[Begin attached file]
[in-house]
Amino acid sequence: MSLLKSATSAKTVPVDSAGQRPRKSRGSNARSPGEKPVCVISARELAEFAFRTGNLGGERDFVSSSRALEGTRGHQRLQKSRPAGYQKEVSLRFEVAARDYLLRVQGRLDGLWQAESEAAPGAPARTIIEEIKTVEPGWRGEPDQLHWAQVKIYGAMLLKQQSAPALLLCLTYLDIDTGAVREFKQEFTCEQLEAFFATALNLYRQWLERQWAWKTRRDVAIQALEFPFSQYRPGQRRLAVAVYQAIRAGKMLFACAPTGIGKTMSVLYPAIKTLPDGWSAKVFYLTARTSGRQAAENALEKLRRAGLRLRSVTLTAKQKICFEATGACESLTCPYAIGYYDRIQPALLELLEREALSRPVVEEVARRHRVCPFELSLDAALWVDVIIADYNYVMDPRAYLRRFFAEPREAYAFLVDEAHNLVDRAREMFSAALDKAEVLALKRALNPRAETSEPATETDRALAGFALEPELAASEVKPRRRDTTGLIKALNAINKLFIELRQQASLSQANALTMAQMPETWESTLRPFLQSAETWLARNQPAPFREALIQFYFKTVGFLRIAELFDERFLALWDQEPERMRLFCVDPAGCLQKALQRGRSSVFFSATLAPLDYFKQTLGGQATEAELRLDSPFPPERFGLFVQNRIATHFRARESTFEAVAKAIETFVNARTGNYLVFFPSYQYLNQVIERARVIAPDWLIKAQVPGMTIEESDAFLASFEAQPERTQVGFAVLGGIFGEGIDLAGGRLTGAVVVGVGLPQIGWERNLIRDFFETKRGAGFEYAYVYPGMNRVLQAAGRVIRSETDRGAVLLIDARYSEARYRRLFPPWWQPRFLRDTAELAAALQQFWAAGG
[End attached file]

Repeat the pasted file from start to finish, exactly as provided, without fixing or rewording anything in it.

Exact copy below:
[in-house]
Amino acid sequence: MSLLKSATSAKTVPVDSAGQRPRKSRGSNARSPGEKPVCVISARELAEFAFRTGNLGGERDFVSSSRALEGTRGHQRLQKSRPAGYQKEVSLRFEVAARDYLLRVQGRLDGLWQAESEAAPGAPARTIIEEIKTVEPGWRGEPDQLHWAQVKIYGAMLLKQQSAPALLLCLTYLDIDTGAVREFKQEFTCEQLEAFFATALNLYRQWLERQWAWKTRRDVAIQALEFPFSQYRPGQRRLAVAVYQAIRAGKMLFACAPTGIGKTMSVLYPAIKTLPDGWSAKVFYLTARTSGRQAAENALEKLRRAGLRLRSVTLTAKQKICFEATGACESLTCPYAIGYYDRIQPALLELLEREALSRPVVEEVARRHRVCPFELSLDAALWVDVIIADYNYVMDPRAYLRRFFAEPREAYAFLVDEAHNLVDRAREMFSAALDKAEVLALKRALNPRAETSEPATETDRALAGFALEPELAASEVKPRRRDTTGLIKALNAINKLFIELRQQASLSQANALTMAQMPETWESTLRPFLQSAETWLARNQPAPFREALIQFYFKTVGFLRIAELFDERFLALWDQEPERMRLFCVDPAGCLQKALQRGRSSVFFSATLAPLDYFKQTLGGQATEAELRLDSPFPPERFGLFVQNRIATHFRARESTFEAVAKAIETFVNARTGNYLVFFPSYQYLNQVIERARVIAPDWLIKAQVPGMTIEESDAFLASFEAQPERTQVGFAVLGGIFGEGIDLAGGRLTGAVVVGVGLPQIGWERNLIRDFFETKRGAGFEYAYVYPGMNRVLQAAGRVIRSETDRGAVLLIDARYSEARYRRLFPPWWQPRFLRDTAELAAALQQFWAAGG